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Skin Hydration

  • Howard Maibach
Living reference work entry

Abstract

Techniques to characterize the barrier function of the skin include a number of noninvasive methods to measure moisture content and loss through the skin surface. One of these measurements is the determination of skin hydration using a method known as corneometry (Bilchmann and Serup 1988). This technique determines the capacitance of the skin due to its behavior as a dielectric medium and assesses a 10–20-μm thickness of the stratum corneum. The method has been compared with other techniques (Van Neste 1991; Fluhr et al. 2001) and applied to evaluate dermatological and cosmetic products in human volunteers (Zuang et al. 1997; Singh et al. 2001; Yilmaz and Borchert 2006).

Keywords

Stratum Corneum Barrier Function Skin Surface Human Volunteer Noninvasive Method 
These keywords were added by machine and not by the authors. This process is experimental and the keywords may be updated as the learning algorithm improves.

References and Further Reading

  1. Bilchmann CW, Serup J (1988) Assessment of skin moisture. Measurement of electric conductance, capacitance and transepidermal water loss. Acta Derm Venereol 68:284–290Google Scholar
  2. Fluhr JW, Kuss O, Diepgen T, Lazzerini S, Pelosi A, Gloor M, Berardesca E (2001) Testing for irritation with a multifactorial approach: comparison of eight non-invasive measuring techniques on five different irritation types. Br J Dermatol 145:696–703CrossRefPubMedGoogle Scholar
  3. Hester SL, Rees CA, Kennis RA, Zoran DL, Bigley KE, Wright AS, Kirby NA, Bauer JE (2004) Evaluation of corneometry (skin hydration) and transepidermal water loss. Measurements in two canine breeds. J Nutr 134:2110S–2113SPubMedGoogle Scholar
  4. Jensen JM, Schütze S, Neumann C, Proksch E (2000) Impaired cutaneous permeability barrier function, skin hydration, and sphingomyelinase activity in keratin 10 deficient mice. J Invest Dermatol 115:708–713CrossRefPubMedGoogle Scholar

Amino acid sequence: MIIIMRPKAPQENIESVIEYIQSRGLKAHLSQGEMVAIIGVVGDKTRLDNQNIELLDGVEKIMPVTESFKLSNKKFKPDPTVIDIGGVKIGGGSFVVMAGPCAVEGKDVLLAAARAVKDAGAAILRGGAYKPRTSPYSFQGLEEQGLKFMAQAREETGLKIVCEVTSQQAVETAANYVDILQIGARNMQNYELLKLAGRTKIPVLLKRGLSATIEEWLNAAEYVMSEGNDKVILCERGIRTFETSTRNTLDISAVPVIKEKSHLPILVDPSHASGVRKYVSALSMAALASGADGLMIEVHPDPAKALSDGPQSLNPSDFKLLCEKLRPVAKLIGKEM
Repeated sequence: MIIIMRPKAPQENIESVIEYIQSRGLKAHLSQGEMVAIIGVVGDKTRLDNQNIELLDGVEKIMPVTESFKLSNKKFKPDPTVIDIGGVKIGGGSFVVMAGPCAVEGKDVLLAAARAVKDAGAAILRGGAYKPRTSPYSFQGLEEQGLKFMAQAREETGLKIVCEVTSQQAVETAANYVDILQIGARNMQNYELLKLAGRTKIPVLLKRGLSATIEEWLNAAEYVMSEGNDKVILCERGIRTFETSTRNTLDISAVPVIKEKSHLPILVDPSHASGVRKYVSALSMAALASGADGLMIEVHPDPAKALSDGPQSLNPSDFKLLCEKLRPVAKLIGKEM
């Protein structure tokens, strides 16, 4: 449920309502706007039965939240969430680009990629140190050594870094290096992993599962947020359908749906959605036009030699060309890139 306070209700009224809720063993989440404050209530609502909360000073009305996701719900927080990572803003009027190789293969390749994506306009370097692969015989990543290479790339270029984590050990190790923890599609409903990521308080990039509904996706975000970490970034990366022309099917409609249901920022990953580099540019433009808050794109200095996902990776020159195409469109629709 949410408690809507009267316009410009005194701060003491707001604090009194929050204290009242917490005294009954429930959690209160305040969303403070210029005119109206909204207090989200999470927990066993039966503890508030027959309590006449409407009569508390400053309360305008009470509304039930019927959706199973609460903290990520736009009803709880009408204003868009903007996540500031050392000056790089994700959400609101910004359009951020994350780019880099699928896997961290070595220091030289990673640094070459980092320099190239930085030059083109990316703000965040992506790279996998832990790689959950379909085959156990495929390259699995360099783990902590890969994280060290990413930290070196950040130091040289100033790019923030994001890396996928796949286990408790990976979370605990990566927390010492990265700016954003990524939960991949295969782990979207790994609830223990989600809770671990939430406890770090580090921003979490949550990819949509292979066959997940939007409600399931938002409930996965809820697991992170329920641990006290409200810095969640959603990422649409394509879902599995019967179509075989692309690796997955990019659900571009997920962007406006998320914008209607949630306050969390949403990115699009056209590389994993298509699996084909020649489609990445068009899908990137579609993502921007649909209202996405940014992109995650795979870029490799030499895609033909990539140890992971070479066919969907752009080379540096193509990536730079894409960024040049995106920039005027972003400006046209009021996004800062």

5. Kappes U, Schliemann-Willers S, Bankova L, Heinemann C, Fischer TW, Ziemer M, Schubert H, Norgauer J, Fluhr JM, Elsner P (2004) The quality of human xenografts on SCID mice: a noninvasive bioengineering approach. Br J Dermatol 151:971–976CrossRefPubMedGoogle Scholar
  6. Singh J, Gross M, Sage B, Davis HT, Maibach HI (2001) Regional variations in skin barrier function and cutaneous irritation due to iontophoresis in human subjects. Food Chem Toxicol 39:1079–1086CrossRefPubMedGoogle Scholar
  7. Van Neste D (1991) Comparative study of normal and rough human skin hydration in vivo: evaluation with four different instruments. J Dermatol Sci 2:119–124CrossRefPubMedGoogle Scholar
  8. Yilmaz E, Borchert HH (2006) Effect of lipid-containing, positively charged nanoemulsions on skin hydration, elasticity and erythema – an in vivo study. Int J Pharm 307:232–238CrossRefPubMedGoogle Scholar
  9. Zuang V, Rona C, Distante F, Barardesca E (1997) The use of a capacitance device to evaluate the hydration of human skin. J Appl Cosmetol 15:95–102Google Scholar

Copyright information

© Springer-Verlag Berlin Heidelberg 2015

Authors and Affiliations

  1. 1.Department of DermatologyUC San FranciscoSan FranciscoUSA

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